Testosterone—men and women need it more than they know. As one of the body’s core hormones, testosterone is essential for the production of lean muscle mass and the maintenance of bone strength (an important note for older women who’re more likely to suffer from osteoporosis). When the body’s natural testosterone production starts to go—something that’s unavoidable with age—men and women become increasingly susceptible to a number of unpleasant health conditions including (but not limited to) depression, obesity, type-2 diabetes, heart attack, low sex drive, and hair loss. In fact, the problems associated with Low-T are so pervasive that a great deal of research has been published on the subject (including some fantastic books from the founder of Allure Medical, Dr. Charles Mok).
Fortunately, a diagnosis of low testosterone isn’t the end of the world. Not only are there a number of medical treatments to combat Low-T (like testosterone pellet insertion), but there are a number of lifestyle changes that can be made to boost testosterone levels naturally. One of the most effective changes that can be made?—a new approach to exercise that’s built on anaerobic exercise as opposed to aerobic workouts.
Dead lifts, squats, power cleans, and jerks are short, explosive movements that challenge the body’s lean muscle mass, elevate the heart rate, and encourage the body to release more testosterone into the bloodstream, thereby jump-starting the testosterone production process. However, don’t just jump into Olympic lifting if you’ve never done it before. Enlist the help of a personal trainer, join a weightlifting class, or try doing something like Cross-Fit. To perform Olympic lifts safely and effectively, you will need some kind of coaching—if you try Olympic lifts with no training you will hurt yourself, guaranteed.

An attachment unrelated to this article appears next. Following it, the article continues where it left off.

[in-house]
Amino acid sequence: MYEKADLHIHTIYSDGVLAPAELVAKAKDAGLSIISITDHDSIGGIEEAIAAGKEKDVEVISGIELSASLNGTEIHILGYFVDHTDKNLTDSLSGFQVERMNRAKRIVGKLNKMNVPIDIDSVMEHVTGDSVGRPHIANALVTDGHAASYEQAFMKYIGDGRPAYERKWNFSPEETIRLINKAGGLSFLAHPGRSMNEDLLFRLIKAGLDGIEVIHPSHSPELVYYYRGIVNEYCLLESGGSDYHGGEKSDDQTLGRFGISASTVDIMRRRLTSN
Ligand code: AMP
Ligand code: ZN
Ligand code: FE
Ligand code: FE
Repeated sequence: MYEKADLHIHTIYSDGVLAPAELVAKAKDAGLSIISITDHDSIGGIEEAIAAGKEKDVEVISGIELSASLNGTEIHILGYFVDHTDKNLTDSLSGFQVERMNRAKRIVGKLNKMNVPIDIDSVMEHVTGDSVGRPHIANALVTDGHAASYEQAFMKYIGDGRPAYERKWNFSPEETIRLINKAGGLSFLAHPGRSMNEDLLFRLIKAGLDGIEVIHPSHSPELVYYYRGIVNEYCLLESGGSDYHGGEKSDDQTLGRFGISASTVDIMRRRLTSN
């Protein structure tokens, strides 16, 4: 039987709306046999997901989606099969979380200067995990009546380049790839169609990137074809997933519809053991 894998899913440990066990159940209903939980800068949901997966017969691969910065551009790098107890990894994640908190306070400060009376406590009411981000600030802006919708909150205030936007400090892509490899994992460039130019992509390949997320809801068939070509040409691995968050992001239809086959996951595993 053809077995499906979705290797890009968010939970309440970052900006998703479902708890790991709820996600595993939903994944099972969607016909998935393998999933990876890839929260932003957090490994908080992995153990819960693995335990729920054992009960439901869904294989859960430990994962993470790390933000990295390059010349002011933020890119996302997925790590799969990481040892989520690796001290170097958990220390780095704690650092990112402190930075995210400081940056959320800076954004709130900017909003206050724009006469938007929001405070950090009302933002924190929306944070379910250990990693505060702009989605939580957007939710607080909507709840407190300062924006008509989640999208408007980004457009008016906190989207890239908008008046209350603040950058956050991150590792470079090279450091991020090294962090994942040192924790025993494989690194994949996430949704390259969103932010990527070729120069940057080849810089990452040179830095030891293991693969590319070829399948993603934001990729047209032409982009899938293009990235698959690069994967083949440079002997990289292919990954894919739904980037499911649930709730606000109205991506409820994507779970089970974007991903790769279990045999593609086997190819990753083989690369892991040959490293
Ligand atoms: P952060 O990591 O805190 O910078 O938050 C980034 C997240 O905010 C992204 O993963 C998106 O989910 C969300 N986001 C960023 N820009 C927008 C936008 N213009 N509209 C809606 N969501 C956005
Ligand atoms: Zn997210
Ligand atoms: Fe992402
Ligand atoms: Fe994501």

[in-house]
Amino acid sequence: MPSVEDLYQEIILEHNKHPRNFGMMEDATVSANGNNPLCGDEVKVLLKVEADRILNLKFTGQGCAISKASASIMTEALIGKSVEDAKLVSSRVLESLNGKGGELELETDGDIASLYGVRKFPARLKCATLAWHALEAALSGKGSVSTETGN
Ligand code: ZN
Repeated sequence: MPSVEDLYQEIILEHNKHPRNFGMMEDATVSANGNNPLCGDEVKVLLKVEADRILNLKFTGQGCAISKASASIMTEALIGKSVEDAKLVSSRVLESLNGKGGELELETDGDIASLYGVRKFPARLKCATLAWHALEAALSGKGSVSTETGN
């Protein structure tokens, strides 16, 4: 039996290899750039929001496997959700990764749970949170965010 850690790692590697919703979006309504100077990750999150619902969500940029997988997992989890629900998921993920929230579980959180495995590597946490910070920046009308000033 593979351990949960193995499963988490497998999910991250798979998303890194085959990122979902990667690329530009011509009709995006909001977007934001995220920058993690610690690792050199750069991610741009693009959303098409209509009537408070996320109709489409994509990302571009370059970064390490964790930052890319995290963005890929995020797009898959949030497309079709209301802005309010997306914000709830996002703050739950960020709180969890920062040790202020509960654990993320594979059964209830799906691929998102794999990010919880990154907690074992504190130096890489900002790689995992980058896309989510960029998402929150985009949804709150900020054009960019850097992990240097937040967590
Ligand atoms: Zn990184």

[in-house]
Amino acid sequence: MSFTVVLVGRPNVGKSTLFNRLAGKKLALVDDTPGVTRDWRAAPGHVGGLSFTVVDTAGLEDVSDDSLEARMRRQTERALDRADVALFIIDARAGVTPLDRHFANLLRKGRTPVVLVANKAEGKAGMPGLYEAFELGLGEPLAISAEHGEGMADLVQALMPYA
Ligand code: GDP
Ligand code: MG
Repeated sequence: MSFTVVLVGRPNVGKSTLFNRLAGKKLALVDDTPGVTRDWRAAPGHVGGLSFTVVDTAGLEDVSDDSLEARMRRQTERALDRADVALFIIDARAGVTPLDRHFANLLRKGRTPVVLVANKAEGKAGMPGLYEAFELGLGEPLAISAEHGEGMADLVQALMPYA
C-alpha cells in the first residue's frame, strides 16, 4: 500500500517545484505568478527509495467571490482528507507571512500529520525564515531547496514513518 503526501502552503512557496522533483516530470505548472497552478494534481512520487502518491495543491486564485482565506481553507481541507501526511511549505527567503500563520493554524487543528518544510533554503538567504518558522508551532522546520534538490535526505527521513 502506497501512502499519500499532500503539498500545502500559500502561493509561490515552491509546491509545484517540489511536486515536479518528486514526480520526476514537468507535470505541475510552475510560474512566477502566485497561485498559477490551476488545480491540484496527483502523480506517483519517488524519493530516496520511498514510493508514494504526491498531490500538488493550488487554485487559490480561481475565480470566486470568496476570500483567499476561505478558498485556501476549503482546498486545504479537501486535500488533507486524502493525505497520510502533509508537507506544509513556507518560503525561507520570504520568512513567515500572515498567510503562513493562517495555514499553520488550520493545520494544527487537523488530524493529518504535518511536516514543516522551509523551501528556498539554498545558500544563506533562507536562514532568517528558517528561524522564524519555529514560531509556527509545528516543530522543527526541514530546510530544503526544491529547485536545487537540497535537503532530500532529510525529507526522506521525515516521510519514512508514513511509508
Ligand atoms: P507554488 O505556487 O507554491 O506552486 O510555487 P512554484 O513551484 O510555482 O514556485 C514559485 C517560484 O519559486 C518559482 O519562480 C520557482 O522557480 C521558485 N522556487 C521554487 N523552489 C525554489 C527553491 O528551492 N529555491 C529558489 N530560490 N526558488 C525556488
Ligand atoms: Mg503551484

Sprinting instead of jogging
Like Olympic lifts, sprints are short, explosive exercises that force short-twitch muscle fibers to work much harder than they would in leisurely activities like jogging or walking. The high-impact nature of sprinting forces the body’s muscles to get stronger, faster to better support the joints. More lean muscle means a faster metabolism, which means less body fat and a more efficient production of testosterone in the body. If you haven’t done a sprint since grade school (and most 40-something men and women haven’t) don’t start with something crazy like a full hundred meters on a track. Try something more reasonable, like 10 sprints across the width of a tennis court, or 5 sprints across the length of a basketball court.
Try burnout sets
The next time you’re in the gym doing curls or lat pulldowns, make your last set a burnout set. The purpose of a burnout set is to perform as many repetitions as physically possible, so go until failure. What do we mean by failure? We mean go until you can no longer physically lift the weight. (Please be aware that burnout sets should ONLY be performed when using dumbbells or machines—never do a burnout set if you’re performing a barbell exercise like a bench press.)
Burnout sets challenge muscle fibers in an unconventional way, stimulating the body’s need to repair and strengthen the tissue. The stronger and bulkier that tissue becomes, the more effective the body is at producing testosterone.
Cut out the cardio
Obviously, you don’t want to completely eliminate cardio from your workout routine (especially if you’re trying to lose weight), but an over-dependence on cardiovascular exercise depletes the body’s testosterone reserves and discourages replacement production.
Why? Well, scientists aren’t exactly sure, but they do know that endurance athletes (runners, cyclists, walkers, hikers, etc.) continually have lower levels of testosterone than their anaerobic athlete counterparts.
If you’d like to learn more…
If you’d like to learn more about testosterone replacement, low-T, or how testosterone plays a role in the maintenance of your health as you age, RSVP to our 2nd Wellness Wednesday event September 5 at our Shelby Township office with personal trainer Neil Hanser, here!
View Dr. Mok’s FREE video series on the impact of testosterone on your overall health, here!